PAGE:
Safaricom, Kenya’s largest telecom firm, together with Amdocs, has announced the purchase of security software to curb revenue leakages.
In a joint statement, the two firms said Safaricom will utilise its “revenue assurance technology and expertise” to offer “more comprehensive and adaptive revenue safeguards for the entire lifecycle of new services across its business. In a fast-paced industry, Safaricom needs to continuously innovate and create new products and services for our customers, which means modernising our procedures and systems for revenue assurance,” Nicholas Mulila Risk Management Director Safaricom said.
Amdocs is a multinational software provider based in Missouri, US.
In-house Fraudulent Cases
Safaricom has grappled with in-house fraudulent cases in the past which have affected its revenues. For instance, 52 workers were sacked in the year ended March last year for suspicion of fraud. In 2016, the telco fired 36 employees for the same reason.
“With our new robust revenue assurance system from Amdocs, we can set dynamic thresholds and auto-action mechanisms on alerts to avoid revenue leakage for the life-cycle of our new digital services,” Mulila added.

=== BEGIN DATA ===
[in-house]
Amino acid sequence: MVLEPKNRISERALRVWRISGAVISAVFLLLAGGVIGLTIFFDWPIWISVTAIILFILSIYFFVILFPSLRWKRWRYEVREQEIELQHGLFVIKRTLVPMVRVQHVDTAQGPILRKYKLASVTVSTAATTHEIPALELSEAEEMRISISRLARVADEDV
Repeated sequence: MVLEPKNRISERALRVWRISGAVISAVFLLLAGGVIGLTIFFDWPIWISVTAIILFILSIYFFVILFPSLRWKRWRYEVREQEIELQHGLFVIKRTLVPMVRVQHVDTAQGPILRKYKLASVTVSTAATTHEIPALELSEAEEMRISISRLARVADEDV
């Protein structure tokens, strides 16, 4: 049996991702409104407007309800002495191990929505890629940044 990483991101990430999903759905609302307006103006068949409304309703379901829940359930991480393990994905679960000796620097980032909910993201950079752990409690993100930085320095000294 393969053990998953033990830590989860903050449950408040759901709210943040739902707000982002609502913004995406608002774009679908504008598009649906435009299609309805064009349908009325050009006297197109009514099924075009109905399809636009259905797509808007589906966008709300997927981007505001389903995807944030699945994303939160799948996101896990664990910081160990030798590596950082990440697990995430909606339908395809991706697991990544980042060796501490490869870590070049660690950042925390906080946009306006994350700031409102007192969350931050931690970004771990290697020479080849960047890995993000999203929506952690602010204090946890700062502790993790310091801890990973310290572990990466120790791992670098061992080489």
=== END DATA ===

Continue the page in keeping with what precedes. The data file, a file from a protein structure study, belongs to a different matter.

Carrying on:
Amdocs’ software utilises machine learning to “detect, correct, prevent and recover revenue and cost leakages.”
Gary Miles Amdocs chief marketing officer stated: “With today’s rapid pace of innovation, service providers like Safaricom are looking for ways to balance the introduction of new digital services in record time and as smoothly as possible while protecting their revenue from unidentified leakage, and ultimately fraud.”
Earlier, Safaricom said the employees sacked in the year ended March 2017 were implicated in corruption, asset misuse, and fraudulent expense claims.
The increase in the number of those implicated was thanks to new strict measures that enabled the firm to discover unidentified sources of revenue leakage.
Other than the aforementioned crimes, the sacked employees also breached company policy through unauthorised access to data systems, they were engaged in fraudulent SIM card swapping, and they violated the rules guiding M-Pesa start key issuance.
In November 2017, the National Treasury cautioned that the collapse of the M-Pesa service could greatly disrupt the Kenyan economy. Fortunately, the company has a mobile money investigation unit, established in 2014, which comprises of police officers.